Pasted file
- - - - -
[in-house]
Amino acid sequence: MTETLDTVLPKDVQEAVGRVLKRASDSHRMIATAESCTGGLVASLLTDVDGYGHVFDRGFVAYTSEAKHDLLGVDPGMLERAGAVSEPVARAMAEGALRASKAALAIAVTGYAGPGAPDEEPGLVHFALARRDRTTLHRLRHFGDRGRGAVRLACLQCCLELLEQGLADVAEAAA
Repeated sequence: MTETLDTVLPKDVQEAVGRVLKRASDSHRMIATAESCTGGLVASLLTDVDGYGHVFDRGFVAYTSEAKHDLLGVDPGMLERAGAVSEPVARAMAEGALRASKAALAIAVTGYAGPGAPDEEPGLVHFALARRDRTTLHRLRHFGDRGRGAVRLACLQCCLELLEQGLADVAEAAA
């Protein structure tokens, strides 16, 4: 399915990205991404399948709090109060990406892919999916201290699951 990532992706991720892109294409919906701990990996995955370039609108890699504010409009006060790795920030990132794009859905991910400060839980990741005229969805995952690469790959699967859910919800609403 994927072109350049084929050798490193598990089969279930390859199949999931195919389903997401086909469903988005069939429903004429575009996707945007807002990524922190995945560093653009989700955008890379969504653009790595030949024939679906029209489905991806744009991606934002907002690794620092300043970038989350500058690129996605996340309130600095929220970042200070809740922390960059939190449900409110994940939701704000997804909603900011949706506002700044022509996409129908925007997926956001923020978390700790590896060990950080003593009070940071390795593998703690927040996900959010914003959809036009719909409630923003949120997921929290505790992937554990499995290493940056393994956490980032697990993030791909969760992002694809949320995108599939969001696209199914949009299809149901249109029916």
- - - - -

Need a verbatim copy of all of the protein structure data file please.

[in-house]
Amino acid sequence: MTETLDTVLPKDVQEAVGRVLKRASDSHRMIATAESCTGGLVASLLTDVDGYGHVFDRGFVAYTSEAKHDLLGVDPGMLERAGAVSEPVARAMAEGALRASKAALAIAVTGYAGPGAPDEEPGLVHFALARRDRTTLHRLRHFGDRGRGAVRLACLQCCLELLEQGLADVAEAAA
Repeated sequence: MTETLDTVLPKDVQEAVGRVLKRASDSHRMIATAESCTGGLVASLLTDVDGYGHVFDRGFVAYTSEAKHDLLGVDPGMLERAGAVSEPVARAMAEGALRASKAALAIAVTGYAGPGAPDEEPGLVHFALARRDRTTLHRLRHFGDRGRGAVRLACLQCCLELLEQGLADVAEAAA
């Protein structure tokens, strides 16, 4: 399915990205991404399948709090109060990406892919999916201290699951 990532992706991720892109294409919906701990990996995955370039609108890699504010409009006060790795920030990132794009859905991910400060839980990741005229969805995952690469790959699967859910919800609403 994927072109350049084929050798490193598990089969279930390859199949999931195919389903997401086909469903988005069939429903004429575009996707945007807002990524922190995945560093653009989700955008890379969504653009790595030949024939679906029209489905991806744009991606934002907002690794620092300043970038989350500058690129996605996340309130600095929220970042200070809740922390960059939190449900409110994940939701704000997804909603900011949706506002700044022509996409129908925007997926956001923020978390700790590896060990950080003593009070940071390795593998703690927040996900959010914003959809036009719909409630923003949120997921929290505790992937554990499995290493940056393994956490980032697990993030791909969760992002694809949320995108599939969001696209199914949009299809149901249109029916």